This makes no sense. The government was never shutdown. There were not even 50% of government employees who were told to stay home and then all of them were paid their salaries plus whatever else they could get during the time they were off. Bill may have been delayed slightly but all were paid. Finally, if a short “shutdown” like happened in the fall creates a “biggest drag” on the public sector then the government is massively too big!

    1. baffling

      while government workers were able to recoup salary, that is not the complete input to the economy from the government during the shutdown. firms could not conduct business with the government while it was shut down. all that potential was lost. people and businesses contracted in their spending due to future uncertainty-this potential was also lost. businesses which service government workers-think of all of the restaurants in DC-were directly affected by shutdown activities. there was a real fiscal drag which occurred-it is disingenuous to say otherwise.

      1. 2slugbaits

        Exactly. Also, this isn’t widely known, but if you were a federal worker that did not have permanent career status, then you were screwed over the last couple of quarters. Those workers hired under 5 year temp status were released in 2013Q2. And the government didn’t do any summer student hires this year…not a lot of money, but bad news if you counted on that money to pay this year’s tuition. Workload at depots and arsenals was also cut to the bone, so that meant DoD cut orders from its suppliers for things like truck parts, tires, aircraft engine turbine blades, electronic components, etc.

        1. Ricardo


          Please name one government contractor who was not paid because of the Democrat shutdown of the government in the fall fo 2013?

          1. 2slugbaits


            Don’t be dense. No one said that contractors didn’t get paid as a result of the shutdown for work done prior to the shutdown. The point is that lots of big contractors (Boeing, Sikorsky, GDLS, BAE) and even more small suppliers saw their orders cut. And BTW, getting paid isn’t economic activity…it’s a reimbursement for already accomplished economic activity. The economic activity is in the actual production of goods and services, not in the payment. That’s why the NIPA tables include unsold inventories. That’s why it’s important to focus on lost work orders rather than on the irrelevant question of whether or not contractors were reimbursed for work already accomplished.

    2. 2slugbaits

      Where did you get this “plus whatever else they could get during the time they were off.” stuff? I realize that there were a lot of uninformed rumors floating around claiming that federal workers would be able to collect both unemployment insurance and their back salaries, but those stories were just urban myths. If you collected a dime of unemployment insurance, then you forfeited the back salary. Period. So those federal workers that were not in either the “exempt” status or the “excepted” status had to make a calculated risk. Those workers had no guarantee that they would get back pay, but many of them would be eligible for unemployment insurance. If you took the unemployment insurance, then you could not accept the back pay if it was offered. And if you declined the unemployment insurance, then you were betting that Congress would agree to give you the lost salary retroactively.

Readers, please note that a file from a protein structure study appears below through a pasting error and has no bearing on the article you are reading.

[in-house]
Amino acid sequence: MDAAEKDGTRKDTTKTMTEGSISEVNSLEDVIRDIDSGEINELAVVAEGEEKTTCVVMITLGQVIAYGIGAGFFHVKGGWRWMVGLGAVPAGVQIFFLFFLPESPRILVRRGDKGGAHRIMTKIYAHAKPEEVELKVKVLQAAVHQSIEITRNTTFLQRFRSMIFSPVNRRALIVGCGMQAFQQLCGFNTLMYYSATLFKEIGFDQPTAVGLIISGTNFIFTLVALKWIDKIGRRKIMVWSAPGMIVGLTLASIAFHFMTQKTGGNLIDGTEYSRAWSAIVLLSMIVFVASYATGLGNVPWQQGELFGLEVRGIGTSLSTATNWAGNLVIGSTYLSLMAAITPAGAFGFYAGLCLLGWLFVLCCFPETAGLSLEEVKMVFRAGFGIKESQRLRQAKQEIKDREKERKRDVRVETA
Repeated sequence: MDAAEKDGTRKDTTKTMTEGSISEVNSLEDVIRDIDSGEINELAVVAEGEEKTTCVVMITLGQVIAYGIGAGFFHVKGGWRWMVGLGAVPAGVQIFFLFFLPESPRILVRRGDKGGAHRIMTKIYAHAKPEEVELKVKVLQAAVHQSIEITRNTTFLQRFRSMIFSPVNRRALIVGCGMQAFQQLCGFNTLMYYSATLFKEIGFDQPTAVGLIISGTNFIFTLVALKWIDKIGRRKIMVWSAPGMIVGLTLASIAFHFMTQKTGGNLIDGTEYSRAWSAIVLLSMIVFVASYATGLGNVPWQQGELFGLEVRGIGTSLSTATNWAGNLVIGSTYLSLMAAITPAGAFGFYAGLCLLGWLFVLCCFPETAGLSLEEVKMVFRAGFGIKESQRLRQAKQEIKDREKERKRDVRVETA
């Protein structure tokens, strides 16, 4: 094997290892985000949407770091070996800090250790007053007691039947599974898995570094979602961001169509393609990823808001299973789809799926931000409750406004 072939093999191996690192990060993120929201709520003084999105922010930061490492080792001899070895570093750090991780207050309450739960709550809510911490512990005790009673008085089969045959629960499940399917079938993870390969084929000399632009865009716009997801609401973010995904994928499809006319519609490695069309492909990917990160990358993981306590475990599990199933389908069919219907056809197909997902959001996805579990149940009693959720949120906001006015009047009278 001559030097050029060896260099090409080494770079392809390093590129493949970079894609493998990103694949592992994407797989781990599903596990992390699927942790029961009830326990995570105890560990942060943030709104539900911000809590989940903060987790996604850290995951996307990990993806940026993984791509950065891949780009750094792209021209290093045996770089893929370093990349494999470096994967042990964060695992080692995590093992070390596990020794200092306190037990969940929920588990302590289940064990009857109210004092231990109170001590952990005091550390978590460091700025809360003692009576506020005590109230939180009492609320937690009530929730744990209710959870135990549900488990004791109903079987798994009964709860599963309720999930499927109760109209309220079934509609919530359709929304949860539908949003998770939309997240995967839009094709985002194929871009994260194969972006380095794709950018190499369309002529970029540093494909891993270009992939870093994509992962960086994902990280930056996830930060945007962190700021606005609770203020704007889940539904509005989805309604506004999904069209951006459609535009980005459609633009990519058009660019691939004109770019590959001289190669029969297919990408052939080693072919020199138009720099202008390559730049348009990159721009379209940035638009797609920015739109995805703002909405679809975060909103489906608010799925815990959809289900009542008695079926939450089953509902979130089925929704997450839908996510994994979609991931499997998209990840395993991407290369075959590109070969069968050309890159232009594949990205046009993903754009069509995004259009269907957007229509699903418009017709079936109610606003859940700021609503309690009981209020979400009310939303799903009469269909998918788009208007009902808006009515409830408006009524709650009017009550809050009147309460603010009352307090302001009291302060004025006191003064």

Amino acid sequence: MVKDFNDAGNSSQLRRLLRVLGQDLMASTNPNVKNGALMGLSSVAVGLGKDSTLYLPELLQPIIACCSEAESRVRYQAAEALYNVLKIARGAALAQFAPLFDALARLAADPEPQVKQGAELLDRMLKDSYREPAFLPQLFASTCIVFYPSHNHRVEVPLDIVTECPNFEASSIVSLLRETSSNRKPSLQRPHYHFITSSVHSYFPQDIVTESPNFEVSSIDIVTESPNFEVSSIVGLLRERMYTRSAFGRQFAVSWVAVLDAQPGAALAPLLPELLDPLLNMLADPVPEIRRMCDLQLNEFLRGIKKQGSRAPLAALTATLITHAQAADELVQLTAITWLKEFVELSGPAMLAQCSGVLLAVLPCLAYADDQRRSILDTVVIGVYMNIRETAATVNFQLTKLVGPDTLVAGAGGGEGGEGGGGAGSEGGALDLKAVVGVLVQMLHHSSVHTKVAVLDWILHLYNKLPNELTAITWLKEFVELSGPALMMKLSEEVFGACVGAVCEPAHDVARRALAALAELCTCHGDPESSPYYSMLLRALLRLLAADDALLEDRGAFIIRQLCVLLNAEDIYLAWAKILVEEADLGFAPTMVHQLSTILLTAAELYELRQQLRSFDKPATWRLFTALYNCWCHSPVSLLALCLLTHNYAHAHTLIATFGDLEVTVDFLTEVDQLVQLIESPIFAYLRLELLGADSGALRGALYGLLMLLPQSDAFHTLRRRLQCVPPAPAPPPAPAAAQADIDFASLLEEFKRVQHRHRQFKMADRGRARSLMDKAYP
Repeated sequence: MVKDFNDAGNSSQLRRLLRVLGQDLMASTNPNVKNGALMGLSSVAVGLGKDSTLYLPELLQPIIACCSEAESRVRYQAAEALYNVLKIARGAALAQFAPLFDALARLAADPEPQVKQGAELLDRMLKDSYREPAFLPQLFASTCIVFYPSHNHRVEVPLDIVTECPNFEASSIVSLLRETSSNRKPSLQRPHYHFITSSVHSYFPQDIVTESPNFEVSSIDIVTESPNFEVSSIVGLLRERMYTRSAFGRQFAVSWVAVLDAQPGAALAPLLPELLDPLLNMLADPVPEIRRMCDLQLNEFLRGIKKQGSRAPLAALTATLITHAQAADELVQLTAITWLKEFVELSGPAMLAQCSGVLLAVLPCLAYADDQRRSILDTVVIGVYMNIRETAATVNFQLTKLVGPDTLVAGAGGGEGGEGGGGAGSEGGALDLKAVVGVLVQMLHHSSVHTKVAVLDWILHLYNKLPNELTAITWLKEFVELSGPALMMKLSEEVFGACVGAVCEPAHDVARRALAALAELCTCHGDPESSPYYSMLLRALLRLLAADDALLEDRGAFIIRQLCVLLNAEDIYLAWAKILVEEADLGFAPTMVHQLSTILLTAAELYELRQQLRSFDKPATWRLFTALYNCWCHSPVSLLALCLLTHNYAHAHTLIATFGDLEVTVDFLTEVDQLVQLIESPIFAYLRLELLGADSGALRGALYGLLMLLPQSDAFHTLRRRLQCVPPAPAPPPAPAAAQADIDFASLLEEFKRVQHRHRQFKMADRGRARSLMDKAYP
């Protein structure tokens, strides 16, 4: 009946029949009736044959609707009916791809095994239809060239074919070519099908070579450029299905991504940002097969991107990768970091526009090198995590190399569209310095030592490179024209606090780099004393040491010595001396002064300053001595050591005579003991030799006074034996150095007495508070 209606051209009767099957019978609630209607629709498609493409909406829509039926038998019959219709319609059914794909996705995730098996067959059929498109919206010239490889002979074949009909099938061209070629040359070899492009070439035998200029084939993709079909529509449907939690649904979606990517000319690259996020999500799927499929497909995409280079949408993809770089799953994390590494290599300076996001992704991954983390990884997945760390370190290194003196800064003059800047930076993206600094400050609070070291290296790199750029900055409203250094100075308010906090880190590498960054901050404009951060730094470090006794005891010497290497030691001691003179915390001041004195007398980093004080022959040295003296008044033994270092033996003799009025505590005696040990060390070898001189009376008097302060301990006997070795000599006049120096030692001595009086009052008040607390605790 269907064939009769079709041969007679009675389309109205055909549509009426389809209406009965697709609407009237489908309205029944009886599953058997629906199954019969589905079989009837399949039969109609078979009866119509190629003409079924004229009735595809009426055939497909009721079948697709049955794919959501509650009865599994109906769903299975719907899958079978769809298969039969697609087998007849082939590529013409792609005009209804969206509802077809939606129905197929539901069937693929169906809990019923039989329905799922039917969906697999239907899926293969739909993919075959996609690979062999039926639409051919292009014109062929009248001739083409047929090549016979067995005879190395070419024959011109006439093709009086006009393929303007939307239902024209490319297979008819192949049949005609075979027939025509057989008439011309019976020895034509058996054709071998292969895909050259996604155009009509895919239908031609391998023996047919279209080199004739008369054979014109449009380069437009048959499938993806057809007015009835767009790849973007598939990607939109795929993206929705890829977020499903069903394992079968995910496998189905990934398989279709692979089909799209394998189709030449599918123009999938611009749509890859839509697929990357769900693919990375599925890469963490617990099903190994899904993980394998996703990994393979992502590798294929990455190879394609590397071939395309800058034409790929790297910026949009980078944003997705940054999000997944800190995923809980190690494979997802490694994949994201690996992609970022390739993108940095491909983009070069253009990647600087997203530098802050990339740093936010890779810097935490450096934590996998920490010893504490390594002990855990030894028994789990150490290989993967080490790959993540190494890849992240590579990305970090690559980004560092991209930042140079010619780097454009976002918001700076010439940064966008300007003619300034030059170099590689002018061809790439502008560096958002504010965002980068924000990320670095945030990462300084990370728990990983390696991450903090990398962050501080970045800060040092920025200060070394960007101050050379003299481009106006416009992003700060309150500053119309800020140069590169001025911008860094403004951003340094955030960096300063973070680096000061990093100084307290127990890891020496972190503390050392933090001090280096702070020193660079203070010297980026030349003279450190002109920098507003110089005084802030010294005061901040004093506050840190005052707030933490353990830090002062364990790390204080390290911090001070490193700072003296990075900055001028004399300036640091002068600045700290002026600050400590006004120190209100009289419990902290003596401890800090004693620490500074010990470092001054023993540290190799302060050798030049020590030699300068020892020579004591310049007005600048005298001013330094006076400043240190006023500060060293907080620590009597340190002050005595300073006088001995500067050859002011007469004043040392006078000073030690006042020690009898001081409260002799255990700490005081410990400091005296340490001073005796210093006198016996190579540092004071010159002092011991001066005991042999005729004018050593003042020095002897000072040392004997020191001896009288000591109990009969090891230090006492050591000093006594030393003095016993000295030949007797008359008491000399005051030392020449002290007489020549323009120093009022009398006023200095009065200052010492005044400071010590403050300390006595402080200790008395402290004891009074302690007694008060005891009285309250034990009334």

5. Anonymous

    This is evidence that the US economy does not require stimulus to rebound from a recession. Austerity measures were implemented over the last year and the economy is still doing well. According to Keynesians the economy would have done poorer, not better.

    I am assuming the argument against this is that the economy would be doing better if it weren’t for austerity, which may be true. However, people like Krugman make it sound like the governmnet can pull economies out of recession at will, and push them into recession at will. The new GDP data clearly shows that this theory is not the case.

    1. 2slugbaits

      You said:

      “Austerity measures were implemented over the last year and the economy is still doing well. According to Keynesians the economy would have done poorer, not better.”

      And then in the very first sentence of the very next paragraph you answered your own question:

      “I am assuming the argument against this is that the economy would be doing better if it weren’t for austerity, which may be true.”

      I don’t think there’s any “may be true” about it. It’s definitely true.

    2. ptr

      Releveraging through credit expansion, non-govt debt levels are still at record historical high. The economy has rebounded from this recession? I wouldn’t be so sure about that.

  6. baffling

    “Austerity measures were implemented over the last year and the economy is still doing well. According to Keynesians the economy would have done poorer, not better. I am assuming the argument against this is that the economy would be doing better if it weren’t for austerity, which may be true. ”